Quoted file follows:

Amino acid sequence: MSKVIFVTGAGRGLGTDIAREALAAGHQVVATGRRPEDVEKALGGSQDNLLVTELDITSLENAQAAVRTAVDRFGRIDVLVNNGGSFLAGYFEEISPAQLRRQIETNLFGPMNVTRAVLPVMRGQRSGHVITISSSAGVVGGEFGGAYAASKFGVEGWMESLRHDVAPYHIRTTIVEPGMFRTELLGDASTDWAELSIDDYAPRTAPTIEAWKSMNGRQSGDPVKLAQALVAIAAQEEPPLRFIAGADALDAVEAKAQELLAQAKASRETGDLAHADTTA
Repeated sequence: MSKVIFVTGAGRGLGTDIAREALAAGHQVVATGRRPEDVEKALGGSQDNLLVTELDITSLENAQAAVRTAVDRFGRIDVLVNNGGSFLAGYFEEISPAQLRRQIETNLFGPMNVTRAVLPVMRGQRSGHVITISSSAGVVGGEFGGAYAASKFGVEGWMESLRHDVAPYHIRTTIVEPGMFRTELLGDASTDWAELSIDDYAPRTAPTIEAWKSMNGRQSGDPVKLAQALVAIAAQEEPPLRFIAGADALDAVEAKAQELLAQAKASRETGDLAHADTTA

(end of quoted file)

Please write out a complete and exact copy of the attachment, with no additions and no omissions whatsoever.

Amino acid sequence: MSKVIFVTGAGRGLGTDIAREALAAGHQVVATGRRPEDVEKALGGSQDNLLVTELDITSLENAQAAVRTAVDRFGRIDVLVNNGGSFLAGYFEEISPAQLRRQIETNLFGPMNVTRAVLPVMRGQRSGHVITISSSAGVVGGEFGGAYAASKFGVEGWMESLRHDVAPYHIRTTIVEPGMFRTELLGDASTDWAELSIDDYAPRTAPTIEAWKSMNGRQSGDPVKLAQALVAIAAQEEPPLRFIAGADALDAVEAKAQELLAQAKASRETGDLAHADTTA
Repeated sequence: MSKVIFVTGAGRGLGTDIAREALAAGHQVVATGRRPEDVEKALGGSQDNLLVTELDITSLENAQAAVRTAVDRFGRIDVLVNNGGSFLAGYFEEISPAQLRRQIETNLFGPMNVTRAVLPVMRGQRSGHVITISSSAGVVGGEFGGAYAASKFGVEGWMESLRHDVAPYHIRTTIVEPGMFRTELLGDASTDWAELSIDDYAPRTAPTIEAWKSMNGRQSGDPVKLAQALVAIAAQEEPPLRFIAGADALDAVEAKAQELLAQAKASRETGDLAHADTTA